Authorities identified nine illegal dumping sites on Long Island and in neighboring regions and issued nearly 200 tickets last week as part of a two-day crackdown on illegal waste haulers.
The clampdown on illegal dumping of contaminated construction and demolition debris took place Feb. 15 and 16 throughout Long Island, Mid-Hudson Valley and the five boroughs. Twenty-eight truck drivers were ticketed and 167 additional tickets were issued for various misdemeanors and safety violations, authorities said. The operation included Department of Environmental Conservation officers, State police, the Department of Transportation, and Suffolk County police.
Gov. Andrew Cuomo’s office announced the results of the operation on Monday but did not clarify where the nine dumping sites are located.
“New York is a leader in environmental protection and we will continue to do all that we can to keep toxic waste and debris from being dumped in our communities,” Cuomo said in a statement.
The illegal disposing of contaminated construction and demolition debris is worrisome because they can contain asbestos, treated lumber, petroleum products, roofing shingles or soil from previously contaminated areas, officials said.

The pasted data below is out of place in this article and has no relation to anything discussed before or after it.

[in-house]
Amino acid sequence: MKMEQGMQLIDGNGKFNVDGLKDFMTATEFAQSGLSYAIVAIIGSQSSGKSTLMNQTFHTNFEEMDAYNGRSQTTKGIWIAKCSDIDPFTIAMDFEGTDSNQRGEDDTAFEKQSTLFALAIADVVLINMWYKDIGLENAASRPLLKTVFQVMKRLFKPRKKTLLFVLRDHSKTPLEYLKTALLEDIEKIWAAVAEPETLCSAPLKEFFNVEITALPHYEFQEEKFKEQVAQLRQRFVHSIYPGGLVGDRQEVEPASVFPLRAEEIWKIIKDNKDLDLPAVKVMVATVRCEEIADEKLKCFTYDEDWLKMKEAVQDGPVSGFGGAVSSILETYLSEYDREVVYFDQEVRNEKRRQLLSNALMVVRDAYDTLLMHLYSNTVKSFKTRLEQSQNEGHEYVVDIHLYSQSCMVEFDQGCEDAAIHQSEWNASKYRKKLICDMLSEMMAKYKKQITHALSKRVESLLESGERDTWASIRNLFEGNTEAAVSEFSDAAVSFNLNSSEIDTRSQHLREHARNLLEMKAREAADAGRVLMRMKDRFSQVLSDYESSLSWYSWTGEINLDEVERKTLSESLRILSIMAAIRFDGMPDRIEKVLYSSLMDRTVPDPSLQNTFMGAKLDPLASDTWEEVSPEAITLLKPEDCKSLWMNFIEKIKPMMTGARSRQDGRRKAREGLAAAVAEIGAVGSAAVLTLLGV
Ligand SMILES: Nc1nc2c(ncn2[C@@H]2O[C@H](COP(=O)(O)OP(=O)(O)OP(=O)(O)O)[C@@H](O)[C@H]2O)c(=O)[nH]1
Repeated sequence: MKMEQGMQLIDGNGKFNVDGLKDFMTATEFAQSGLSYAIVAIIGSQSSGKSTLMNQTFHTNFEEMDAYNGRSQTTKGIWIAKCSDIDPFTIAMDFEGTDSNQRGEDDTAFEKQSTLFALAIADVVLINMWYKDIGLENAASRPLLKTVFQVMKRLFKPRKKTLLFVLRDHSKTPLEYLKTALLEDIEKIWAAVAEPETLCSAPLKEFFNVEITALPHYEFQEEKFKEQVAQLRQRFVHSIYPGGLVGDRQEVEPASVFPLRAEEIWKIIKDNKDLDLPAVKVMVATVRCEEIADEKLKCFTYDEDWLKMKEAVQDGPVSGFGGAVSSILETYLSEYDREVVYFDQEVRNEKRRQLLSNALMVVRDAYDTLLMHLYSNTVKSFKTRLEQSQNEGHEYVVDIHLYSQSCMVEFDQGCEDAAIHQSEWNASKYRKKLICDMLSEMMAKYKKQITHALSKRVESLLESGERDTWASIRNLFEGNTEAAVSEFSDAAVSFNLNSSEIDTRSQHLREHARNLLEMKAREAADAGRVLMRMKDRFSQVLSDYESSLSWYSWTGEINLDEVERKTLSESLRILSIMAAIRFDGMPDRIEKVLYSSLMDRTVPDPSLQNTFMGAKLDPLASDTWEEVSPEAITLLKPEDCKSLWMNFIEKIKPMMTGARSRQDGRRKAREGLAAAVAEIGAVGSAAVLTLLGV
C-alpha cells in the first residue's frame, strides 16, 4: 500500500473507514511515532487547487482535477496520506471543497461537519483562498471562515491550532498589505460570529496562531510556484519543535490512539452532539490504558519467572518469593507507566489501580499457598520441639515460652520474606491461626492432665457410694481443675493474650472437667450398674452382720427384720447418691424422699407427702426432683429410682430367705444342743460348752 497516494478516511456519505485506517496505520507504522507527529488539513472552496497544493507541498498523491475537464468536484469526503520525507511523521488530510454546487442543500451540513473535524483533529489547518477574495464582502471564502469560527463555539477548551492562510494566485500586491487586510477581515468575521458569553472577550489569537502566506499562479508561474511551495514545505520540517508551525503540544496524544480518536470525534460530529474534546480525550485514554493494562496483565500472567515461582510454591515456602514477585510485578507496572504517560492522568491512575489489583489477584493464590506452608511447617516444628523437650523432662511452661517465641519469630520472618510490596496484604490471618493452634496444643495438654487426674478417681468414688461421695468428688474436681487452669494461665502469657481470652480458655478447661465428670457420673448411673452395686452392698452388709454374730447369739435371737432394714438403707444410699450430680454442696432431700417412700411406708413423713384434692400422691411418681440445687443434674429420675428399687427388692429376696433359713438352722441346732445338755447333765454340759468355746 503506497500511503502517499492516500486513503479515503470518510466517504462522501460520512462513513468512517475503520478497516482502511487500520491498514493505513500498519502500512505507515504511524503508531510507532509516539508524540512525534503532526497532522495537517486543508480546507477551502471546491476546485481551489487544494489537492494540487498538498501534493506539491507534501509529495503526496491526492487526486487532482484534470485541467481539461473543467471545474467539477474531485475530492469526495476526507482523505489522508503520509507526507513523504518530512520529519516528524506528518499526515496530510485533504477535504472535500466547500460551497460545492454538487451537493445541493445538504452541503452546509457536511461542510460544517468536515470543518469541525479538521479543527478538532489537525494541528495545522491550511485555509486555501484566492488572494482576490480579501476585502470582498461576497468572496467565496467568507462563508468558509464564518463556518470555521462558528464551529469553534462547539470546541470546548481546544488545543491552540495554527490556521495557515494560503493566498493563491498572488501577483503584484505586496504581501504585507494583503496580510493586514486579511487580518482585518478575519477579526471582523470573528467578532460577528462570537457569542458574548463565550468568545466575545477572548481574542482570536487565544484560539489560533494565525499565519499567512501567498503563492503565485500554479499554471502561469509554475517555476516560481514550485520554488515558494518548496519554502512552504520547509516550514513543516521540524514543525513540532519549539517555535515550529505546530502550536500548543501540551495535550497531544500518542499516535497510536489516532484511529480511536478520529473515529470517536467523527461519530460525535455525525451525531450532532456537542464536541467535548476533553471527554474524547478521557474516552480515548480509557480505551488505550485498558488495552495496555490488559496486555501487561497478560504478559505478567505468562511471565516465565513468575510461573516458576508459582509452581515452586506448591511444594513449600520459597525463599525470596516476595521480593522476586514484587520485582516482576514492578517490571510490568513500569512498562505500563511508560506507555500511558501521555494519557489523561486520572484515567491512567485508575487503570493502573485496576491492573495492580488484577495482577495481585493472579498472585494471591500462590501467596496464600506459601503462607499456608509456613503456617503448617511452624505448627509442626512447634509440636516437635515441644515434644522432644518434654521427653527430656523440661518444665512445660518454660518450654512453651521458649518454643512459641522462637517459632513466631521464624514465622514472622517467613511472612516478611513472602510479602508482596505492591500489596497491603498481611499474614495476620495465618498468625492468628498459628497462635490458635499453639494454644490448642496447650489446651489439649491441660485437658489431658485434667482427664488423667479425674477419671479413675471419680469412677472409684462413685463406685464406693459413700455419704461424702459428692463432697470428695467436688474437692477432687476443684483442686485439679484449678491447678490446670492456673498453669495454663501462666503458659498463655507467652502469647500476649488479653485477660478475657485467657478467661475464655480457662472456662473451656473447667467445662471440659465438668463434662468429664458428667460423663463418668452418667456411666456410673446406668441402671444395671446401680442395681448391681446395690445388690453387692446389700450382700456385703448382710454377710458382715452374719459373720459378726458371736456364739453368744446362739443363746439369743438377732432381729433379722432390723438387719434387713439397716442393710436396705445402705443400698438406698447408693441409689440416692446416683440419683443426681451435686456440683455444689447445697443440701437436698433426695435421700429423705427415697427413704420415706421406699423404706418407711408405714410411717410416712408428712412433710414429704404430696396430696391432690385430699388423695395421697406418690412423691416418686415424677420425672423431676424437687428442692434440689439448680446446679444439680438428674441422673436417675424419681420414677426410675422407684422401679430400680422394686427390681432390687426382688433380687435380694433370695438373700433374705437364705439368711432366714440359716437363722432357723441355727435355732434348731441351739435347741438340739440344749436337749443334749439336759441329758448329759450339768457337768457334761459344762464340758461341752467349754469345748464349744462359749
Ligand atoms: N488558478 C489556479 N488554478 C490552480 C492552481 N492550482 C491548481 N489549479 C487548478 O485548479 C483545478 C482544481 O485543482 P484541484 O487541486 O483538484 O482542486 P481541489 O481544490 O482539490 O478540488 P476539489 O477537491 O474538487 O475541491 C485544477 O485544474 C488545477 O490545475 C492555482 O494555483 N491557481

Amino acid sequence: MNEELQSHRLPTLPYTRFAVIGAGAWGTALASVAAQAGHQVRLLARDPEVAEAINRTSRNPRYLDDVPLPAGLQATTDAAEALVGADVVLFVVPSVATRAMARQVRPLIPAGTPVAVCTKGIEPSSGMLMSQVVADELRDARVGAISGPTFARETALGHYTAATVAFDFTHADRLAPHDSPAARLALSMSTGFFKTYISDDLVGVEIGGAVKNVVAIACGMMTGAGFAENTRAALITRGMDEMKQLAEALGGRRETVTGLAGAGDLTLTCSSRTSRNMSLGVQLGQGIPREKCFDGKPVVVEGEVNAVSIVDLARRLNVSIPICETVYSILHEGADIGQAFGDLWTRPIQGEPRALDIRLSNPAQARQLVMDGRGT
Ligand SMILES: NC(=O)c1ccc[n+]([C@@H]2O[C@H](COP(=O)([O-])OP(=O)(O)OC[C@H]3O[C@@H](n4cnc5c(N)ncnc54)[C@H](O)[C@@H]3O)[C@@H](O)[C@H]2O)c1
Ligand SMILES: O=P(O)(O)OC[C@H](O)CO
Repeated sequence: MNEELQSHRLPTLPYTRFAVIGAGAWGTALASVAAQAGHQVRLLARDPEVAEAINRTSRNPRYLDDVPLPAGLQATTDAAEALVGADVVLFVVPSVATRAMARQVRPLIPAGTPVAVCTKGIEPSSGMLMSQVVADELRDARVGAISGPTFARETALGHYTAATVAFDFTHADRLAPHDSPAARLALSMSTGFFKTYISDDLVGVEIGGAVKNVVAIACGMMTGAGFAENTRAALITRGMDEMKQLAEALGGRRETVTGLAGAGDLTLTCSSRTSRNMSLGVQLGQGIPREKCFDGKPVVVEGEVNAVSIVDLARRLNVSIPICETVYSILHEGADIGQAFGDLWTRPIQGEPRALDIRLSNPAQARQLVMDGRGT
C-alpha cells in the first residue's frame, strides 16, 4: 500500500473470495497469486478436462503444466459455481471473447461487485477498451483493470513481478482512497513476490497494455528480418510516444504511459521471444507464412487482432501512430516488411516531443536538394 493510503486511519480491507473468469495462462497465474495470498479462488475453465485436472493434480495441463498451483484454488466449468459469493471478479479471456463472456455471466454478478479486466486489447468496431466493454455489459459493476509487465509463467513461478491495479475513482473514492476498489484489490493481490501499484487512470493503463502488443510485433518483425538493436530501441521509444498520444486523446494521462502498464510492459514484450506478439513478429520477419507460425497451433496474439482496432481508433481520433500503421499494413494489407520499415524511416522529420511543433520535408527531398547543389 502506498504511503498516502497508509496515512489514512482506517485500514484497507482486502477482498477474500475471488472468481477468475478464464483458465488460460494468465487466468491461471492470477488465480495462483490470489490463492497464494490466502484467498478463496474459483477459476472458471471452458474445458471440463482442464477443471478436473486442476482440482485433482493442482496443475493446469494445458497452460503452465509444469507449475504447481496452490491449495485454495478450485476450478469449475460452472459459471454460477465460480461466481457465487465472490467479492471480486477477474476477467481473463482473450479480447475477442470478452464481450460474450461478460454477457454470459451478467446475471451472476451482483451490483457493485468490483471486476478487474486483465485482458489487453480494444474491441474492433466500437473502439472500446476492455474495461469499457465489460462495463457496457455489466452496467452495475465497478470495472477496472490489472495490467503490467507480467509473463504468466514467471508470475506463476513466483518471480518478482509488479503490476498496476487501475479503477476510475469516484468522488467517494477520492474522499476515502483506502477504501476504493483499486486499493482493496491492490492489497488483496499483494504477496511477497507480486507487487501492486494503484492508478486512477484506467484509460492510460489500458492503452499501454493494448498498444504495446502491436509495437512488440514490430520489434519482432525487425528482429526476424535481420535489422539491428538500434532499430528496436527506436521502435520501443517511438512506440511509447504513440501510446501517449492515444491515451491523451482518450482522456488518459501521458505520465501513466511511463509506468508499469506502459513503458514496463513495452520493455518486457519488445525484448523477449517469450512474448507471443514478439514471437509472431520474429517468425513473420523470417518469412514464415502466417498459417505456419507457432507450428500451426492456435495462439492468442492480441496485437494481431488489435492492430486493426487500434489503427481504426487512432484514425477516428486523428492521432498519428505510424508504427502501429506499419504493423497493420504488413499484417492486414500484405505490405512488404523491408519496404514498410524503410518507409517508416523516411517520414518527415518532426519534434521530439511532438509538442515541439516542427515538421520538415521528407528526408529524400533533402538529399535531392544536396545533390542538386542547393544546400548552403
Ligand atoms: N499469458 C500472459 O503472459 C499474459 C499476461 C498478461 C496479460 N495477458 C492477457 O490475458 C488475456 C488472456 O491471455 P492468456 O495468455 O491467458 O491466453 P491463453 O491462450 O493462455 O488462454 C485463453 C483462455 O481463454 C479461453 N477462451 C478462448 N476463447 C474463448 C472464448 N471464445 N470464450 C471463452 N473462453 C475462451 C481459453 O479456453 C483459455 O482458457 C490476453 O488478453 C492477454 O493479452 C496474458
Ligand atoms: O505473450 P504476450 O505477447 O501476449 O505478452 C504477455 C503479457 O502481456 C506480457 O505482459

For Long Island especially there’s concern that such toxins could seep into the region’s vulnerable underground aquifers, LI’s sole source of drinking water.
The violations ranged from operating a solid waste management facility without a permit and allowing illegal emission violations. Ten vehicles were put out of service due to serious safety violations.
New York State DEC Commissioner Basil Seggos said the two-day operation was the first of several targeted crackdowns that are in the works.
“Those who break New York’s environmental laws to help pad their profits are putting our groundwater at risk, and threatening the quality of our health and environment,” Seggos said in a statement.
Dumping scandals on LI are not new. Several people connected to the disposal of about 50,000 tons of toxic debris at Roberto Clemente Park in Brentwood three years ago have been convicted, including former Islip Parks Commissioner Joseph Montuori Jr. Aside from criminal convictions and political fallout, the scandal cost Islip Town $3 million to remediate. The probe led to the discovery of other contaminated sites in Suffolk County.